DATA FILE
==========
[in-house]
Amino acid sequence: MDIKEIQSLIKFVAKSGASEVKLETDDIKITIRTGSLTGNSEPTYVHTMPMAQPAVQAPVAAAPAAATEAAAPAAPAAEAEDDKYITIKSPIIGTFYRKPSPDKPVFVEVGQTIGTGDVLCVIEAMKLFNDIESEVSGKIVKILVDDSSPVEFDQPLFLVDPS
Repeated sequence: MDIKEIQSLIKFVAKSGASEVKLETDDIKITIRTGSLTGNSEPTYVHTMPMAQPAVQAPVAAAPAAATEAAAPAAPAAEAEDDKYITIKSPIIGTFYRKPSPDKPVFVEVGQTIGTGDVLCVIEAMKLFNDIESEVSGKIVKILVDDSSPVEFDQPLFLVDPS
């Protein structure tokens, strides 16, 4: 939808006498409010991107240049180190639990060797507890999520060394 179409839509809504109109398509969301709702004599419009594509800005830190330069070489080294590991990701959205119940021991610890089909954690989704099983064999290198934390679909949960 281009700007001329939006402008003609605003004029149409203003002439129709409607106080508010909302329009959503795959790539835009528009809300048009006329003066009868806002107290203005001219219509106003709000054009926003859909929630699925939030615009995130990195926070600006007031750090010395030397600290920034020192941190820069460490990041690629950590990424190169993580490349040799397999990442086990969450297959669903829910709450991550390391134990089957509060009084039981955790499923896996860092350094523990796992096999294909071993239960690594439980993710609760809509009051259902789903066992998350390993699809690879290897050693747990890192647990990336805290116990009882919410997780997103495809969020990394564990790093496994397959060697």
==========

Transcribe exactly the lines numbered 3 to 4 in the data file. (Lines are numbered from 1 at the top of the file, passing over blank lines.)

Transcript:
Repeated sequence: MDIKEIQSLIKFVAKSGASEVKLETDDIKITIRTGSLTGNSEPTYVHTMPMAQPAVQAPVAAAPAAATEAAAPAAPAAEAEDDKYITIKSPIIGTFYRKPSPDKPVFVEVGQTIGTGDVLCVIEAMKLFNDIESEVSGKIVKILVDDSSPVEFDQPLFLVDPS
């Protein structure tokens, strides 16, 4: 939808006498409010991107240049180190639990060797507890999520060394 179409839509809504109109398509969301709702004599419009594509800005830190330069070489080294590991990701959205119940021991610890089909954690989704099983064999290198934390679909949960 281009700007001329939006402008003609605003004029149409203003002439129709409607106080508010909302329009959503795959790539835009528009809300048009006329003066009868806002107290203005001219219509106003709000054009926003859909929630699925939030615009995130990195926070600006007031750090010395030397600290920034020192941190820069460490990041690629950590990424190169993580490349040799397999990442086990969450297959669903829910709450991550390391134990089957509060009084039981955790499923896996860092350094523990796992096999294909071993239960690594439980993710609760809509009051259902789903066992998350390993699809690879290897050693747990890192647990990336805290116990009882919410997780997103495809969020990394564990790093496994397959060697």